POSTED: Wednesday, May 22, 2013 - 7:00am
UPDATED: Wednesday, May 22, 2013 - 7:03am
NBC NATIONAL NEWS — Accidentally leaving a child or animal in a locked car on a hot and sunny day can be deadly.
When the windows are closed that vehicle becomes like a greenhouse and a pet or person can die of heatstroke.
It is a death that is entirely preventable. And this year seniors at Johns Hopkins University came up with a solution using of all things, a modified video game.
Anshul Mehra, Yejin Kim and a third mechanical engineering graduate developed the device by adapting an X-Box Kinect video game console.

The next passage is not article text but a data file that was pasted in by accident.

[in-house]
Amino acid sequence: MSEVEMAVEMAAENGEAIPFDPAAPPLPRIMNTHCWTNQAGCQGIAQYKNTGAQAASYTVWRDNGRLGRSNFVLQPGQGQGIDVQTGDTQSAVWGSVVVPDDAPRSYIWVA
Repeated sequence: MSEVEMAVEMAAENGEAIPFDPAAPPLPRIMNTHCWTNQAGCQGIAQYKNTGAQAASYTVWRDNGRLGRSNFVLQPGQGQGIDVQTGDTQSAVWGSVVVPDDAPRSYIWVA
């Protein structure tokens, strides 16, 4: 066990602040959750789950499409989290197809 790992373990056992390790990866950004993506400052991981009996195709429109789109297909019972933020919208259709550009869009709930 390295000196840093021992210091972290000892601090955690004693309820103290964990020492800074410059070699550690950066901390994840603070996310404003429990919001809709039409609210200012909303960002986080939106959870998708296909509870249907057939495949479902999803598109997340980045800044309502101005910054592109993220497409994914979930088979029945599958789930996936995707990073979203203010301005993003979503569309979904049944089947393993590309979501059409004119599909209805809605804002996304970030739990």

They built a new brain for it, and designed an algorithm to tell it what *is* and *isn't* motion.
For testing the team used a small dog as a stand-in. The result? A "passive" device that can quickly "see" even a sleeping baby by detecting movement.
Johns Hopkins Center for Injury Research and Policy backed the project.
"This one kind of spoke to me. It gave you the chance to stop family tragedies and things of that nature" said Mehra.
Statistics show that since 1998, 527 children in the U.S. have died of heatstroke after being left in a car. That's an average of 38 deaths a year, half of those were children inadvertently forgotten.
"In the majority of cases they just completely forget until that fatal moment when they remember and then it's too late." said Eileen McDonald of Johns Hopkins Center for Injury Research and Policy.
Its not yet clear if the device will actually go into production and become available to consumers.